Well, first of all I would conduct a financial analysis of your books to see if & where your peaks seem to land, and figure out the how's & why's of that scenario. It seems to me that this is a 'toying idea' right now, and you are not confident about the idea, since you are asking for input here. Being the smart business woman you are, you KNOW what it is in your 'line of custom jewelry' that you wish to expand - assuming this is a case of 'demand/supply'. IF not, then as others have said before me, analysis your market, niche areas, financials, and give very serious thought to your financial goals and current reality before you make any moves. Research, research, research...Best Wishes!
In my experience the best way to approach this is to experiment with both and see what results. You might initially try and outsource to other supplies. If you do, do it as a test with a couple and see how they do. If it looks successful then focus on that...By testing an idea you can determine how feasible it is with real experience.
The best way to determine is to study your sales records & marketsegmentation , these two are the most important to decide , increasing in sales percentage & the size of market you wish to cover and expand accordingly with the demand for your products with your advertising plans for the targeted markets , will sure give you clear picture to decide . Wish you all the best .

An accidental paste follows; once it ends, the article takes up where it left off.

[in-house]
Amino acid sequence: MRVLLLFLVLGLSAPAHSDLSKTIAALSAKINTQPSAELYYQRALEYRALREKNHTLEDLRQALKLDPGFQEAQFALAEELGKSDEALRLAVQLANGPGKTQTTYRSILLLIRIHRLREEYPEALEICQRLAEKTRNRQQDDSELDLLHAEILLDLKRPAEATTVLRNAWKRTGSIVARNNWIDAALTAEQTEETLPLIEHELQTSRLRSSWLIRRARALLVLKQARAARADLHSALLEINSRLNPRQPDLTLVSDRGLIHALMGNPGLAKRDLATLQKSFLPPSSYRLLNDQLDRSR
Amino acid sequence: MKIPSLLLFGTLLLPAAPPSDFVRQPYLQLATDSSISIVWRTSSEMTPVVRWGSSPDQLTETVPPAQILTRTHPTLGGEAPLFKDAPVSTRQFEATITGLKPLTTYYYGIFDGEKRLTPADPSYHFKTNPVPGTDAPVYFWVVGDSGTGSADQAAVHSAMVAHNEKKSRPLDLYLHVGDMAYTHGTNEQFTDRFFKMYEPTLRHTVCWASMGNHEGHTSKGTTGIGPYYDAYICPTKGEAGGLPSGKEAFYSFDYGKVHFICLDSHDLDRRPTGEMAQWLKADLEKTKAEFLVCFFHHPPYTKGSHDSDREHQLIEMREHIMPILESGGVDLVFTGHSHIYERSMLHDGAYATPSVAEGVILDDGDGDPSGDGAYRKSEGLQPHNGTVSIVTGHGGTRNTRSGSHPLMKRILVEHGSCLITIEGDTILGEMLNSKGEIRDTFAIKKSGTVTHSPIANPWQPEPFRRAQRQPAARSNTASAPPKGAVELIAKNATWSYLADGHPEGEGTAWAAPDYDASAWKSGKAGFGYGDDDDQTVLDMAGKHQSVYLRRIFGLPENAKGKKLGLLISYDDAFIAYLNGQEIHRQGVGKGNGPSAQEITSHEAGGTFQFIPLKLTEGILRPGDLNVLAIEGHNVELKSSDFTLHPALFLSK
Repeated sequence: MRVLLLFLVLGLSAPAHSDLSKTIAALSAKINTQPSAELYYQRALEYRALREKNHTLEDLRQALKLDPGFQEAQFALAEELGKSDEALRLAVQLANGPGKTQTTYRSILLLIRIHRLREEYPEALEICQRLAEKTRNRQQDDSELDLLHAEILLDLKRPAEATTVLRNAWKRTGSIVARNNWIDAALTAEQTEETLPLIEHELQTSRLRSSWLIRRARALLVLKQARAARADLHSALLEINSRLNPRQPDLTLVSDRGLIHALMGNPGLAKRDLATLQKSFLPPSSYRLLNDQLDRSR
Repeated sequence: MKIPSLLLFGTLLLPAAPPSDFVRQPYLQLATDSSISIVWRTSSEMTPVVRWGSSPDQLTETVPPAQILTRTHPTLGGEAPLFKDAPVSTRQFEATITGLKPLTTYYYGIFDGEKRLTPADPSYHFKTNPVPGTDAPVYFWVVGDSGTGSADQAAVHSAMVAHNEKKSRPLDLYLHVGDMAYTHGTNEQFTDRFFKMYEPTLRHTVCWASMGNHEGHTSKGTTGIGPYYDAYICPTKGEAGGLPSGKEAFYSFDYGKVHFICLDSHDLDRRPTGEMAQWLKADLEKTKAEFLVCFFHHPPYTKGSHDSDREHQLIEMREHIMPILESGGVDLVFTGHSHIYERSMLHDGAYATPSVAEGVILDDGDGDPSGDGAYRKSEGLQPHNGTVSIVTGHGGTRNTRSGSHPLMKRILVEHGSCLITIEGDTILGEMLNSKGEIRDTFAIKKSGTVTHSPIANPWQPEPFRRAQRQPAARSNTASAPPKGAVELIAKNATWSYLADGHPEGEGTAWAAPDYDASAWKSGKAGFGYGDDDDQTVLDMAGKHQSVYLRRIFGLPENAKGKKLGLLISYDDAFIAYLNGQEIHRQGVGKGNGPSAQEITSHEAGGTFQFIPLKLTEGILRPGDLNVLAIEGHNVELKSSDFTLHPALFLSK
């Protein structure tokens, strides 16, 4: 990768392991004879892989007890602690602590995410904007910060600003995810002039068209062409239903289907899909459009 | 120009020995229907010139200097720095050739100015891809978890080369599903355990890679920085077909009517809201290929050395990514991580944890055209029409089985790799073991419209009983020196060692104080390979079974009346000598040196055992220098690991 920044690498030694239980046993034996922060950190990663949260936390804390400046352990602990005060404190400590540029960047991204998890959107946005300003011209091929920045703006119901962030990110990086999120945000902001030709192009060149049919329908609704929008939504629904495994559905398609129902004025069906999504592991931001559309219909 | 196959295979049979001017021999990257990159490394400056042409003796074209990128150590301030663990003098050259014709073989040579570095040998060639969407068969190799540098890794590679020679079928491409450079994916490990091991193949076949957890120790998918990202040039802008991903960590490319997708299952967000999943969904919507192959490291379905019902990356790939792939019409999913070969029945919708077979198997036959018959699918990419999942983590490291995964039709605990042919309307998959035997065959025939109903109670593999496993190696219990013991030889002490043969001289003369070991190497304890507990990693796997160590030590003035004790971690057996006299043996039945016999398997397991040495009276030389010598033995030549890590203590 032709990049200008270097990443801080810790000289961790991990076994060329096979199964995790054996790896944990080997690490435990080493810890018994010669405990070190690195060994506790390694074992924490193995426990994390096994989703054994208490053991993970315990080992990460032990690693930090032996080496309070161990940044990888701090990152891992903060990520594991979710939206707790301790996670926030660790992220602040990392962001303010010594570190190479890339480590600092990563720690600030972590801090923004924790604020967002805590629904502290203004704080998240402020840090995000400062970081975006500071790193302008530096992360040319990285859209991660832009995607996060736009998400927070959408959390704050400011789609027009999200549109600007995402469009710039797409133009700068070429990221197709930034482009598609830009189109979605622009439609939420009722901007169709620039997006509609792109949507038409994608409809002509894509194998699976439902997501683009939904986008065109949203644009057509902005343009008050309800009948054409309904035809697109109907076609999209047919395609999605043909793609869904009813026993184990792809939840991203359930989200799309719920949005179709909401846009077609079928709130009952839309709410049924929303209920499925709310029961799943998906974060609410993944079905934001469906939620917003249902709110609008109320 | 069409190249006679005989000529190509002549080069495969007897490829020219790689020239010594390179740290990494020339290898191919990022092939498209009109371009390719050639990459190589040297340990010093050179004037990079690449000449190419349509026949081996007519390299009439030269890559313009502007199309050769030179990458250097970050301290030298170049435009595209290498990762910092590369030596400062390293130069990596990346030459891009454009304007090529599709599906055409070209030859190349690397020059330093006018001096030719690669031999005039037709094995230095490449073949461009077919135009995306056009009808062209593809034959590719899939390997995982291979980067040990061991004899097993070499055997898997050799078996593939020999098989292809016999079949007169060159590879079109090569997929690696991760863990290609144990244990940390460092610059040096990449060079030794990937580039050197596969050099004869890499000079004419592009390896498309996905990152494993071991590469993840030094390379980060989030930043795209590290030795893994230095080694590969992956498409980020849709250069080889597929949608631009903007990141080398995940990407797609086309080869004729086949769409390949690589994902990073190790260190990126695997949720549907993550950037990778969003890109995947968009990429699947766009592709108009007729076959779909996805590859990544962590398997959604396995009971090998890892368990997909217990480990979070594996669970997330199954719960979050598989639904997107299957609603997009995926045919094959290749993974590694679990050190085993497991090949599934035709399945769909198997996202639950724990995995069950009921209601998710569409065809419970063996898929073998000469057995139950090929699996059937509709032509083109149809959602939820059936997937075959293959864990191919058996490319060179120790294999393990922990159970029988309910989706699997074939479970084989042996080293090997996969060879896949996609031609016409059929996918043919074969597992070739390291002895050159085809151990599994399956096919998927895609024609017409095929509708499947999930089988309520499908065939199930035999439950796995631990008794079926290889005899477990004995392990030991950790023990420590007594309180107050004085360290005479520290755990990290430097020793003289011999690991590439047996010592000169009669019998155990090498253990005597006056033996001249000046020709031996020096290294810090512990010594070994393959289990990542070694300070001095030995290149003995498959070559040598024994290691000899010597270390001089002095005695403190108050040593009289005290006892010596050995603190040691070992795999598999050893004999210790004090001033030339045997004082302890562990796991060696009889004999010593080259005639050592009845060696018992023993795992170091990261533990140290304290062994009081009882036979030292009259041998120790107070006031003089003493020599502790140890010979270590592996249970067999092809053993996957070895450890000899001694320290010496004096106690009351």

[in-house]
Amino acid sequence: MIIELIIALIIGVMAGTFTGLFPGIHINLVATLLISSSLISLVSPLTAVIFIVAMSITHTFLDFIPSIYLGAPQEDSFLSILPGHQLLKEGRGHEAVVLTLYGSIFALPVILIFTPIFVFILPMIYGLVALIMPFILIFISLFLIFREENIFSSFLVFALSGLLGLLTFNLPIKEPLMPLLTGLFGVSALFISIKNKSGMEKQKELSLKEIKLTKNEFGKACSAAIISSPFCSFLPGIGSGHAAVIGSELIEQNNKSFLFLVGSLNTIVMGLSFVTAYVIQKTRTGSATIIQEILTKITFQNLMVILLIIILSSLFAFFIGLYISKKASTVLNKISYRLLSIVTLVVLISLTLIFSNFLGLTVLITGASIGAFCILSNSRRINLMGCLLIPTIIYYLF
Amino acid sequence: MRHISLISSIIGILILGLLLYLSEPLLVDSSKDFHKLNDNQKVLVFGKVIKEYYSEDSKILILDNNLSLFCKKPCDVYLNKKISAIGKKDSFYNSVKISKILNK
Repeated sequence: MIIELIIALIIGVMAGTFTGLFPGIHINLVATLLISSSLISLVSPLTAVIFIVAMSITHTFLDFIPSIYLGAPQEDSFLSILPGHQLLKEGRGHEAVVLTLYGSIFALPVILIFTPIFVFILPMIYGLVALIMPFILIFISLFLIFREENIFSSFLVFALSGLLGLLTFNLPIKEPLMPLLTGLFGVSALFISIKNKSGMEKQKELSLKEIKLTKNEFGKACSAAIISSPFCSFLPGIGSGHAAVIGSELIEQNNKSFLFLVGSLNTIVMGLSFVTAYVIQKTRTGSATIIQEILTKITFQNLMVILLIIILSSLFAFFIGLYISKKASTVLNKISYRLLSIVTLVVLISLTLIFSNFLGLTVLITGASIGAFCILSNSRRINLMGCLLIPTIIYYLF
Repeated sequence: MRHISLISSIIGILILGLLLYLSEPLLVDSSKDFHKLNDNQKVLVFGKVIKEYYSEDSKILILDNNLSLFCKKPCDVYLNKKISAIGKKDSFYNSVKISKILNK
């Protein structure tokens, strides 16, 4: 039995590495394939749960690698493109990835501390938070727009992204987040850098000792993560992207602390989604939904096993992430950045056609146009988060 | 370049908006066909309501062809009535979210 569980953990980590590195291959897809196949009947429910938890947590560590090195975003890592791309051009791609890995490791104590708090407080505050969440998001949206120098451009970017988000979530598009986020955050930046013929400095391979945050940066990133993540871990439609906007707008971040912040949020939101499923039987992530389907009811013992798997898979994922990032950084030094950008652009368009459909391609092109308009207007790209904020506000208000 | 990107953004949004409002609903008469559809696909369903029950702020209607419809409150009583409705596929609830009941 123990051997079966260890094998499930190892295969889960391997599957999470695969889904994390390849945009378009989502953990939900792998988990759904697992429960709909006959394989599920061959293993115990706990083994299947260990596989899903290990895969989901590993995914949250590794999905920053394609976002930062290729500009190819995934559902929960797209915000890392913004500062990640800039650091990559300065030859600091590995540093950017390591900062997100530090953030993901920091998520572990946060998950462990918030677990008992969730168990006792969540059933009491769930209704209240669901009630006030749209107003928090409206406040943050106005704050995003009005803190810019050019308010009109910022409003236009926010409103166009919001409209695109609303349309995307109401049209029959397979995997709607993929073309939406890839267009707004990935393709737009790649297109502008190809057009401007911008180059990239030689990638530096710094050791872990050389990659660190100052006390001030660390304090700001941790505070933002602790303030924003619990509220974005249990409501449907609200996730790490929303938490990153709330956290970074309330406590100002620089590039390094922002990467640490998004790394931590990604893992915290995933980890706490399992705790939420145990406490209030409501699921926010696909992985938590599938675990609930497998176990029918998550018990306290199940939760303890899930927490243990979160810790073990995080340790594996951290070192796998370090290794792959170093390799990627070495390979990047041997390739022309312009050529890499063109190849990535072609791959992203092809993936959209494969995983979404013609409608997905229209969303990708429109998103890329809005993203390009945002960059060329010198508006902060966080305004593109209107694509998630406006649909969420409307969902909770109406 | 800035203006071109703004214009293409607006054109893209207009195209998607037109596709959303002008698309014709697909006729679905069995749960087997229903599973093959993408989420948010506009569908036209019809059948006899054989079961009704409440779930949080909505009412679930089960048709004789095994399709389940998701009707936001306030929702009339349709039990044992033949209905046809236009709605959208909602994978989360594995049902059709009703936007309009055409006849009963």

IF you have way too many orders to fill that you will never make deadlines, it's time to expand - otherwise, you've got a successful hobby-business...
You have not given much detail of your challenge. If possible, I would use the fail-fast-fix-fast approach. Try it out in a market or segment where you will get quick feedback whether it is working and where a failure is not fatal. And learn from it: either not do it or do it differently
The best/most reliable way is to get a consult from a strategist or expansion specialist.
There's lots of resources to read online, but nothing will compare to actual experience with this.
Trust me: when it comes to expansion strategies, you don't know what you don't know.
First, create a resource and financial model of your operations/business on a spreadsheet. Identify the path(s) of your product lifecycles, including development & sales if you have (or are going to have) wholesale customers.
Run through the numbers, see when and where cash gets absorbed and when it comes back into your business. If it looks like you have to invest to expand i.e. add resource, be sure your cash flow is enough to meet your supplier and creditor obligations - if not, you may have to capitalize via loans etc.
In the end, you must be able to see that your future expanded operations will provide enough cash to sustain itself.